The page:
Neural impact from socialisation
K C Cheng
kccheng at postoffice.idirect.com
Wed Apr 29 10:39:41 EST 1998
> I was wondering if anyone could evaluate my hypothesis that:
> Our psychology is the outcome of interaction between the basic drives
> from the paleomammalian (limbic mid-brain) and reptillian (lower brain
> core) system, which are hardwired from birth, and the degree to which
> our cerebral cortex learns its stucture (becomes mylinated) from the
> stimulus of social processes.
> btw, do you know of any books that argue along these lines?
> jonny walker
> student of B. Psychophysiology, Swinburne Uni, Melbourne, Australia.
Re the above: I dare not say that I could "evaluate" your
hypothesis. However, may I suggest that our psychology, though in many
ways dependent on interneuronal interactions, is a function mainly of
one's memory input and conscious selection of what are desirable traits
to us. Once we have acquired certain basic elements and awareness of
a value system or lack of it, our brain can wilfully select these
traits in the same way we select which fngers to use. Myelination
itself is merely an anatomical event to make our neural network more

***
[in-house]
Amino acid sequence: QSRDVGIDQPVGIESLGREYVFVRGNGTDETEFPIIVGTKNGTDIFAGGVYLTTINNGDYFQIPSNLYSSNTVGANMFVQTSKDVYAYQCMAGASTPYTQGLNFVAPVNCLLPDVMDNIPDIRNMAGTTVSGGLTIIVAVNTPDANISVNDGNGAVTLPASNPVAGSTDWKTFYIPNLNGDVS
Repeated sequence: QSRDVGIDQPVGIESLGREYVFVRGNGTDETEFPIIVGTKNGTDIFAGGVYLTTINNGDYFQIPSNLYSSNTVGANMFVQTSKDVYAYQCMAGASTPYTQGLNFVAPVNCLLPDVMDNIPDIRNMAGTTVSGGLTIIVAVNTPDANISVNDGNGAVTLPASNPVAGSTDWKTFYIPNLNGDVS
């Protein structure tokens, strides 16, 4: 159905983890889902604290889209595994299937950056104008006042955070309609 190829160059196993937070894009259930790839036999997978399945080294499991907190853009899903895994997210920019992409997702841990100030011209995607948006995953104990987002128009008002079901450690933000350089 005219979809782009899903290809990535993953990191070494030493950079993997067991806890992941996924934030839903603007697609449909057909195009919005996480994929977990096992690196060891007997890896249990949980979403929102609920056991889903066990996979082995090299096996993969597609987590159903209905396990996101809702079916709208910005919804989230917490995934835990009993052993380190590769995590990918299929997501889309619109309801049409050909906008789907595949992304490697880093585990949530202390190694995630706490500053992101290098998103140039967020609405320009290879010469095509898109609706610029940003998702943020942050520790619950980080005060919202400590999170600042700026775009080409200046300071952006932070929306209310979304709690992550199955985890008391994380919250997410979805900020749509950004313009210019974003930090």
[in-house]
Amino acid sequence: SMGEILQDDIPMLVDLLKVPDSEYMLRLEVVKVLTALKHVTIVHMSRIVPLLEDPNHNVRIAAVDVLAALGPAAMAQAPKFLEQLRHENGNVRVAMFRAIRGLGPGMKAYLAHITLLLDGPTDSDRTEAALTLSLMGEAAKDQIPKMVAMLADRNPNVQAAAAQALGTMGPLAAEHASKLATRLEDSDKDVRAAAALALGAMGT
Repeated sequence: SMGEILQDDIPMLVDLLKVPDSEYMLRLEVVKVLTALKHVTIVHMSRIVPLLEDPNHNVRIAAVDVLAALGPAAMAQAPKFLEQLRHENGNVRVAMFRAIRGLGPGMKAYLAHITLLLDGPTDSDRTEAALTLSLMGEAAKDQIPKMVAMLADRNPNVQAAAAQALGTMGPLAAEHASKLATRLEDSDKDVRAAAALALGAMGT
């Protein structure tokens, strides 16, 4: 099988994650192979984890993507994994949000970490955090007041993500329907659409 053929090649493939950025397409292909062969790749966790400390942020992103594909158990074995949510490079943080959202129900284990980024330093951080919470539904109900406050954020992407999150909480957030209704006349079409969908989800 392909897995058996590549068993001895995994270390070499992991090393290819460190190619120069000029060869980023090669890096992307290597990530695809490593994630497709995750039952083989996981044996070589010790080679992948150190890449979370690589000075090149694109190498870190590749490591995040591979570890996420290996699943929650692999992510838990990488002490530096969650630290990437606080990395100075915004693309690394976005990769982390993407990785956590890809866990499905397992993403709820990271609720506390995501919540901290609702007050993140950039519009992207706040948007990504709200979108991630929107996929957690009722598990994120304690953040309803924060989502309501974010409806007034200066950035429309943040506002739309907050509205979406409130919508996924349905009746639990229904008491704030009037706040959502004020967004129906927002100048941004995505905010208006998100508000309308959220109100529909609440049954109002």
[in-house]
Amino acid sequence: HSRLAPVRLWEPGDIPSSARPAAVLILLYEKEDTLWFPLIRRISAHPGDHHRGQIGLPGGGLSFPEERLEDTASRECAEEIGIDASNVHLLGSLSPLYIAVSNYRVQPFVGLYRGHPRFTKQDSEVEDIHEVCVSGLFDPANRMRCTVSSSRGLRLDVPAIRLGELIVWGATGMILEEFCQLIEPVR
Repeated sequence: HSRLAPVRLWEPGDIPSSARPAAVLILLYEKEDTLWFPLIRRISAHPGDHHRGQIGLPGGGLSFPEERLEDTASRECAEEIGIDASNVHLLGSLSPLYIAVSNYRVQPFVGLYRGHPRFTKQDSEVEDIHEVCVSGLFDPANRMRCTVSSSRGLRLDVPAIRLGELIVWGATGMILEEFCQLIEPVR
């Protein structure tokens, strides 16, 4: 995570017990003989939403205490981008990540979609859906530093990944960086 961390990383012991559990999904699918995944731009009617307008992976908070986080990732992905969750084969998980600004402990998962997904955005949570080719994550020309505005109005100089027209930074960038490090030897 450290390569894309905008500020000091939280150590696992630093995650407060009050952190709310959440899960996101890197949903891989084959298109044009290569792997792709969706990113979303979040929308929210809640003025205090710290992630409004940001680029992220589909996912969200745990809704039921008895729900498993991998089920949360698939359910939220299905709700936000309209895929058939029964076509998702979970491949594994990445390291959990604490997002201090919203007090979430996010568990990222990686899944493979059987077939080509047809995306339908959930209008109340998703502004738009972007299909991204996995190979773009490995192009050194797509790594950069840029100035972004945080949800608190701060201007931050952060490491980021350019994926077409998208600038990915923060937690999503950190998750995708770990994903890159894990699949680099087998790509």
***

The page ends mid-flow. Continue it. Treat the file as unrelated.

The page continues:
efficient, having nothing to do with our memory content and therefore
what personality we have. Of course, as said, the basic neuronal
properties do to a large extent determine some of our basic personality
traits which are physilogical, not psychological in nature, e.g.
explosive personality, i.e. temperaments, sex drives, etc.
But outside of these basic physiological traits, our personality
traits depend almost entirely on learning(memory input) and "freedom of
choice" to design our own personality traits. And, as we all know,
lots of our "instincts" can be wilfully modified, particularly since
young, to within socially acceptable limits.
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